Lemma 36.13.3. Let $X$ be an affine scheme and let $U \subset X$ be a quasi-compact open subscheme. For any pseudo-coherent object $E$ of $D(\mathcal{O}_ U)$ there exists a bounded above complex of finite free $\mathcal{O}_ X$-modules whose restriction to $U$ is isomorphic to $E$.

**Proof.**
By Lemma 36.10.1 we see that $E$ is an object of $D_\mathit{QCoh}(\mathcal{O}_ U)$. By Lemma 36.13.1 we may assume $E = E'|U$ for some object $E'$ of $D_\mathit{QCoh}(\mathcal{O}_ X)$. Write $X = \mathop{\mathrm{Spec}}(A)$. By Lemma 36.3.5 we can find a complex $M^\bullet $ of $A$-modules whose associated complex of $\mathcal{O}_ X$-modules is a representative of $E'$.

Choose $f_1, \ldots , f_ r \in A$ such that $U = D(f_1) \cup \ldots \cup D(f_ r)$. By Lemma 36.10.2 the complexes $M^\bullet _{f_ j}$ are pseudo-coherent complexes of $A_{f_ j}$-modules. Let $n$ be an integer. Assume we have a map of complexes $\alpha : F^\bullet \to M^\bullet $ where $F^\bullet $ is bounded above, $F^ i = 0$ for $i < n$, each $F^ i$ is a finite free $R$-module, such that

is an isomorphism for $i > n$ and surjective for $i = n$. Picture

Since each $M^\bullet _{f_ j}$ has vanishing cohomology in large degrees we can find such a map for $n \gg 0$. By induction on $n$ we are going to extend this to a map of complexes $F^\bullet \to M^\bullet $ such that $H^ i(\alpha _{f_ j})$ is an isomorphism for all $i$. The lemma will follow by taking $\widetilde{F^\bullet }$.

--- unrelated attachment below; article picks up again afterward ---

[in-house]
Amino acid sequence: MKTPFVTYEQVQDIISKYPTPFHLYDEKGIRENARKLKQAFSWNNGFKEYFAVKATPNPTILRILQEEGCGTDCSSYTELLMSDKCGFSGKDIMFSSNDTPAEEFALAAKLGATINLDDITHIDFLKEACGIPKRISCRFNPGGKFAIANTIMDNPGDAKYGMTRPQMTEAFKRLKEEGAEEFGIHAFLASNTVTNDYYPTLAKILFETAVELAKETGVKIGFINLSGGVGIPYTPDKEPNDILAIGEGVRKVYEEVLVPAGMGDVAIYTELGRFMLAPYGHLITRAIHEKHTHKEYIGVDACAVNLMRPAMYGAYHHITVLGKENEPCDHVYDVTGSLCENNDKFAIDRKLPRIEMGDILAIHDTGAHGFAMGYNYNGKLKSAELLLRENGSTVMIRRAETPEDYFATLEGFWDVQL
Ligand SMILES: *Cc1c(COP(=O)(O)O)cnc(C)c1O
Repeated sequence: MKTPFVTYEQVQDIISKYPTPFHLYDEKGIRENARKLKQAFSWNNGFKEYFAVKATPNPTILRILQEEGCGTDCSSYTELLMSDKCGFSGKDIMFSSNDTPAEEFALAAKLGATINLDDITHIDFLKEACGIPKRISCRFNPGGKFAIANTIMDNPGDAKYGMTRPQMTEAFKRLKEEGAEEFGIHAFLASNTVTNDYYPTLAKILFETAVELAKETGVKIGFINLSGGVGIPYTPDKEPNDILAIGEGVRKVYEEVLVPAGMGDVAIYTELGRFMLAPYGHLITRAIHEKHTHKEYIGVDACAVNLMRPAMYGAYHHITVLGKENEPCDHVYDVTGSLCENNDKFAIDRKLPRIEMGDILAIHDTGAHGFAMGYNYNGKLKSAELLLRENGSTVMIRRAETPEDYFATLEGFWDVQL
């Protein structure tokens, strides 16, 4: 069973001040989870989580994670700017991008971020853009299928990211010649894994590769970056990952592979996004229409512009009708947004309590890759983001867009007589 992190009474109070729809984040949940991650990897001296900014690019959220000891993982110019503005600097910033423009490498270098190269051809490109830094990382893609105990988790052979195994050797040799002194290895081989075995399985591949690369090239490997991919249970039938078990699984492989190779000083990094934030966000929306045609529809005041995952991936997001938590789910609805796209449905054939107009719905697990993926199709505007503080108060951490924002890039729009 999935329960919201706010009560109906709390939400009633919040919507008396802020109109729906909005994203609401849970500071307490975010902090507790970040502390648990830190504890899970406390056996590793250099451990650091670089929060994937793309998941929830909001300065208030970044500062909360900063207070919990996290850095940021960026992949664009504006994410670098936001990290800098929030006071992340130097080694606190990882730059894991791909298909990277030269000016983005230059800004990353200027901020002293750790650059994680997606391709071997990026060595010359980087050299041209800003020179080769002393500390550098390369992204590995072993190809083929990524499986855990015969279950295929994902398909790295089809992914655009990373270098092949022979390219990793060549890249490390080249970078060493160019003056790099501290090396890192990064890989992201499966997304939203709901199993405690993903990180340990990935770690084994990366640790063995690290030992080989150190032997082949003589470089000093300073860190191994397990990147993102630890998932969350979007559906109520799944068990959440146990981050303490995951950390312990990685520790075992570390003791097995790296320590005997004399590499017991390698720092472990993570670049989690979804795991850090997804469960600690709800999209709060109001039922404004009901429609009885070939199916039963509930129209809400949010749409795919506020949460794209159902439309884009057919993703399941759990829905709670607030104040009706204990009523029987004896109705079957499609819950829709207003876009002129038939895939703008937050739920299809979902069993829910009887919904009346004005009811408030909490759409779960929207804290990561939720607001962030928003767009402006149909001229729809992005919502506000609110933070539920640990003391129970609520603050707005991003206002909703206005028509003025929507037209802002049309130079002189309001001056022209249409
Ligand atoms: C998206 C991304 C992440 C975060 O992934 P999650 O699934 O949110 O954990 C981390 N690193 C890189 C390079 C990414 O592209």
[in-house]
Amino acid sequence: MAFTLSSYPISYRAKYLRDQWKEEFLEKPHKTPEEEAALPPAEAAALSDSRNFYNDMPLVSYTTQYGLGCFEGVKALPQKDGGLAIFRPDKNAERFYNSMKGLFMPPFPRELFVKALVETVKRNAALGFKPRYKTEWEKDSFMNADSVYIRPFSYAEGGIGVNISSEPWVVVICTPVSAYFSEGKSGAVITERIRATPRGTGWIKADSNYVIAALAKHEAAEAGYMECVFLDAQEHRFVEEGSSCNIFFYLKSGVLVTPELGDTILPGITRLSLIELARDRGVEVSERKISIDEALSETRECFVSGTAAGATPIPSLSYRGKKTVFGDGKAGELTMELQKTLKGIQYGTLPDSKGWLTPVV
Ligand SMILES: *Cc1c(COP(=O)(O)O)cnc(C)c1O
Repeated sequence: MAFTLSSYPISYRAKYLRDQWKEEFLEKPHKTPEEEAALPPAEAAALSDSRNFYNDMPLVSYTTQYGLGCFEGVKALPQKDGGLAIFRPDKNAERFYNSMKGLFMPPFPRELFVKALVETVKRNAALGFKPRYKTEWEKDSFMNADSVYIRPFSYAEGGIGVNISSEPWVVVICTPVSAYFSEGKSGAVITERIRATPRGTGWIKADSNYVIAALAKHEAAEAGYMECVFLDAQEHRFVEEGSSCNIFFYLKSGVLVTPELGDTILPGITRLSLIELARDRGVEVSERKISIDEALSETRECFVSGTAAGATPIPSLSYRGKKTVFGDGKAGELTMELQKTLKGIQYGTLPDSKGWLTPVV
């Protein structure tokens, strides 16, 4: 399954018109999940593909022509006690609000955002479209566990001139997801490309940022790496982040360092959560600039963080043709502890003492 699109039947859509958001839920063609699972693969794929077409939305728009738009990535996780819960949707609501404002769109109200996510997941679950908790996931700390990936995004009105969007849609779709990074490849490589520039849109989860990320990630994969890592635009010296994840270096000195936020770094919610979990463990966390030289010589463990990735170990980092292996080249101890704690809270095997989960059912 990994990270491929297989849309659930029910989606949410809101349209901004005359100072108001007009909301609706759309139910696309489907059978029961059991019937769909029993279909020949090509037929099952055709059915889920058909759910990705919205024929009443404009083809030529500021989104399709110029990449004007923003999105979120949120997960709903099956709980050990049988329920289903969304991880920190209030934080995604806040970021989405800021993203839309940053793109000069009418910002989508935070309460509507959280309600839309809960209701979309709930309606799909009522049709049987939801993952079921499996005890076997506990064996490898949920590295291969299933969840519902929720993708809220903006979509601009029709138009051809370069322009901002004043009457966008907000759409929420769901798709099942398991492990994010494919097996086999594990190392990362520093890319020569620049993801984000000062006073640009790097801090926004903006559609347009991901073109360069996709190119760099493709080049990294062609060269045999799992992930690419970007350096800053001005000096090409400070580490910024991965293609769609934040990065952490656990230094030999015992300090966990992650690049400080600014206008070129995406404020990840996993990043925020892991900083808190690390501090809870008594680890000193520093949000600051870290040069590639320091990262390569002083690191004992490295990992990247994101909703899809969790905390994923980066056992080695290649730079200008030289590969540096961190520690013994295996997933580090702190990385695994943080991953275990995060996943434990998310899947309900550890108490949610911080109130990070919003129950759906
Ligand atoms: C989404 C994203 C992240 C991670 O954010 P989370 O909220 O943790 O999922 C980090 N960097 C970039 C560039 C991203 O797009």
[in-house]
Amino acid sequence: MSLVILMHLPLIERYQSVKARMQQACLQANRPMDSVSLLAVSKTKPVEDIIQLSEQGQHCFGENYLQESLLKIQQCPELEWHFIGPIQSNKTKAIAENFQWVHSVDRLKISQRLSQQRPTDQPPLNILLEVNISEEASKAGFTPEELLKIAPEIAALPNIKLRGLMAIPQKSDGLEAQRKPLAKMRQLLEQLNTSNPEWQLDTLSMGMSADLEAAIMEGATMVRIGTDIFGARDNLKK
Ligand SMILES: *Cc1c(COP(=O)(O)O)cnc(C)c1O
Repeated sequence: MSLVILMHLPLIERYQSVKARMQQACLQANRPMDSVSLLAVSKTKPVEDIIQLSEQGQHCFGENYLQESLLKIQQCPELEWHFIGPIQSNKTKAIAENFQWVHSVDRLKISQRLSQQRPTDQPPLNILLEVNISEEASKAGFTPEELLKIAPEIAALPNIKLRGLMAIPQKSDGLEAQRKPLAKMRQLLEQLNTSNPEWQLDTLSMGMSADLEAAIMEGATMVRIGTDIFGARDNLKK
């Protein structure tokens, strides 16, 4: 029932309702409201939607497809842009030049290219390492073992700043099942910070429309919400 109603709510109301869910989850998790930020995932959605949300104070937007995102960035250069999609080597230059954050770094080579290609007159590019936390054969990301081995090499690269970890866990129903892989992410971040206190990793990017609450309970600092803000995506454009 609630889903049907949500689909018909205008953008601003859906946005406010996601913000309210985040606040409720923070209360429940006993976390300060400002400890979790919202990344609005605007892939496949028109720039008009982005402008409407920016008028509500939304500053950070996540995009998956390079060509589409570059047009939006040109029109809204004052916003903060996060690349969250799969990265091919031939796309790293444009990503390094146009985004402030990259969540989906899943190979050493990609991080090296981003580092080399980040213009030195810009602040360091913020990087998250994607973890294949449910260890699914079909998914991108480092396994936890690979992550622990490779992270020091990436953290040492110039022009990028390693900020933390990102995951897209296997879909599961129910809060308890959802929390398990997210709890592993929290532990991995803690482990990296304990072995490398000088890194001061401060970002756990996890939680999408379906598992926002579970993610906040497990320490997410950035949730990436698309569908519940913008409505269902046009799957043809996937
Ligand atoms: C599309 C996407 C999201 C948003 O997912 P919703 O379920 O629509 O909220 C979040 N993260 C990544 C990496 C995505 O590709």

The induction step will be to extend the diagram above by adding $F^{n - 1}$. Let $C^\bullet $ be the cone on $\alpha $ (Derived Categories, Definition 13.9.1). The long exact sequence of cohomology shows that $H^ i(C^\bullet _{f_ j}) = 0$ for $i \geq n$. By More on Algebra, Lemma 15.64.2 we see that $C^\bullet _{f_ j}$ is $(n - 1)$-pseudo-coherent. By More on Algebra, Lemma 15.64.3 we see that $H^{-1}(C^\bullet _{f_ j})$ is a finite $A_{f_ j}$-module. Choose a finite free $A$-module $F^{n - 1}$ and an $A$-module $\beta : F^{n - 1} \to C^{-1}$ such that the composition $F^{n - 1} \to C^{n - 1} \to C^ n$ is zero and such that $F^{n - 1}_{f_ j}$ surjects onto $H^{n - 1}(C^\bullet _{f_ j})$. (Some details omitted; hint: clear denominators.) Since $C^{n - 1} = M^{n - 1} \oplus F^ n$ we can write $\beta = (\alpha ^{n - 1}, -d^{n - 1})$. The vanishing of the composition $F^{n - 1} \to C^{n - 1} \to C^ n$ implies these maps fit into a morphism of complexes

Moreover, these maps define a morphism of distinguished triangles

Hence our choice of $\beta $ implies that the map of complexes $(F^{-1} \to \ldots ) \to M^\bullet $ induces an isomorphism on cohomology localized at $f_ j$ in degrees $\geq n$ and a surjection in degree $-1$. This finishes the proof of the lemma. $\square$

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